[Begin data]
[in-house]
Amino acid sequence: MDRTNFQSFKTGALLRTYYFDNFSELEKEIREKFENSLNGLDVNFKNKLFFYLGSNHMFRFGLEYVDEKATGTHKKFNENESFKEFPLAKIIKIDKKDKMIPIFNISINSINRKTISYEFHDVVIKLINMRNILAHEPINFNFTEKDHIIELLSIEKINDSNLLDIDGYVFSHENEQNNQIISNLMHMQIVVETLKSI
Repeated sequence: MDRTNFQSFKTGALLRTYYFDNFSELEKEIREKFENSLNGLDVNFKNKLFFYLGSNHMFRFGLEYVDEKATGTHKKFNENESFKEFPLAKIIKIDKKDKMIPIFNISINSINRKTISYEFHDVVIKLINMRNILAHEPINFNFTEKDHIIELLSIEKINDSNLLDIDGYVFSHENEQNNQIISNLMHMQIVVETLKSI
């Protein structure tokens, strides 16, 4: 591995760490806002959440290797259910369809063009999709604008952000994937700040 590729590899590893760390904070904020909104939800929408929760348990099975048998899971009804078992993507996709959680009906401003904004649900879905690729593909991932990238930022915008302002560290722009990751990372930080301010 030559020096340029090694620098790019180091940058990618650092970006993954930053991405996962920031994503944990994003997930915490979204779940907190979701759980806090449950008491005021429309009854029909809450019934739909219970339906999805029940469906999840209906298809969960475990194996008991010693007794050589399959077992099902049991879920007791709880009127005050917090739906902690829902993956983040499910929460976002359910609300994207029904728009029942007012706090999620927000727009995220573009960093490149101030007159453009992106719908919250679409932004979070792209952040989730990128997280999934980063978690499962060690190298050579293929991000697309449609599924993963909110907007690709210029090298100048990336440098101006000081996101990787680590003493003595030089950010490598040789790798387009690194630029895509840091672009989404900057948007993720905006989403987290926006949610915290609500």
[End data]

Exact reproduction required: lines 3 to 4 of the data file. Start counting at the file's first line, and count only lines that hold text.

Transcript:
Repeated sequence: MDRTNFQSFKTGALLRTYYFDNFSELEKEIREKFENSLNGLDVNFKNKLFFYLGSNHMFRFGLEYVDEKATGTHKKFNENESFKEFPLAKIIKIDKKDKMIPIFNISINSINRKTISYEFHDVVIKLINMRNILAHEPINFNFTEKDHIIELLSIEKINDSNLLDIDGYVFSHENEQNNQIISNLMHMQIVVETLKSI
């Protein structure tokens, strides 16, 4: 591995760490806002959440290797259910369809063009999709604008952000994937700040 590729590899590893760390904070904020909104939800929408929760348990099975048998899971009804078992993507996709959680009906401003904004649900879905690729593909991932990238930022915008302002560290722009990751990372930080301010 030559020096340029090694620098790019180091940058990618650092970006993954930053991405996962920031994503944990994003997930915490979204779940907190979701759980806090449950008491005021429309009854029909809450019934739909219970339906999805029940469906999840209906298809969960475990194996008991010693007794050589399959077992099902049991879920007791709880009127005050917090739906902690829902993956983040499910929460976002359910609300994207029904728009029942007012706090999620927000727009995220573009960093490149101030007159453009992106719908919250679409932004979070792209952040989730990128997280999934980063978690499962060690190298050579293929991000697309449609599924993963909110907007690709210029090298100048990336440098101006000081996101990787680590003493003595030089950010490598040789790798387009690194630029895509840091672009989404900057948007993720905006989403987290926006949610915290609500």